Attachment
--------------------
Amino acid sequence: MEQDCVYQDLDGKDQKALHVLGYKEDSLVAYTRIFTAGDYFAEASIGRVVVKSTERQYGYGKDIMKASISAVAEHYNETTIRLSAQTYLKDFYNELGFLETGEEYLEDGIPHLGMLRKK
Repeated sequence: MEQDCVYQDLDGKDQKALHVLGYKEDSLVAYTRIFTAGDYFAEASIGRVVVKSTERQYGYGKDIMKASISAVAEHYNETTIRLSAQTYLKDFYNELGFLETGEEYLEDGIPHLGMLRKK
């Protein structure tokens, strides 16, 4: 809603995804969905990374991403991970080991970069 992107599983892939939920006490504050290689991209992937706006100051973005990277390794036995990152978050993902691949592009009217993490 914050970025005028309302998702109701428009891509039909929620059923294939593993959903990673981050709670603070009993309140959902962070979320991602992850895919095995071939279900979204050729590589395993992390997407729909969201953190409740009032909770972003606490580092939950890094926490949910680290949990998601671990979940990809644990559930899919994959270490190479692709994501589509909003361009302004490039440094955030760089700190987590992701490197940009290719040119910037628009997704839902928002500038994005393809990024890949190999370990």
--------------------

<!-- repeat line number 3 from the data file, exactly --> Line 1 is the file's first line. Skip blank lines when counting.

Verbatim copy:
């Protein structure tokens, strides 16, 4: 809603995804969905990374991403991970080991970069 992107599983892939939920006490504050290689991209992937706006100051973005990277390794036995990152978050993902691949592009009217993490 914050970025005028309302998702109701428009891509039909929620059923294939593993959903990673981050709670603070009993309140959902962070979320991602992850895919095995071939279900979204050729590589395993992390997407729909969201953190409740009032909770972003606490580092939950890094926490949910680290949990998601671990979940990809644990559930899919994959270490190479692709994501589509909003361009302004490039440094955030760089700190987590992701490197940009290719040119910037628009997704839902928002500038994005393809990024890949190999370990």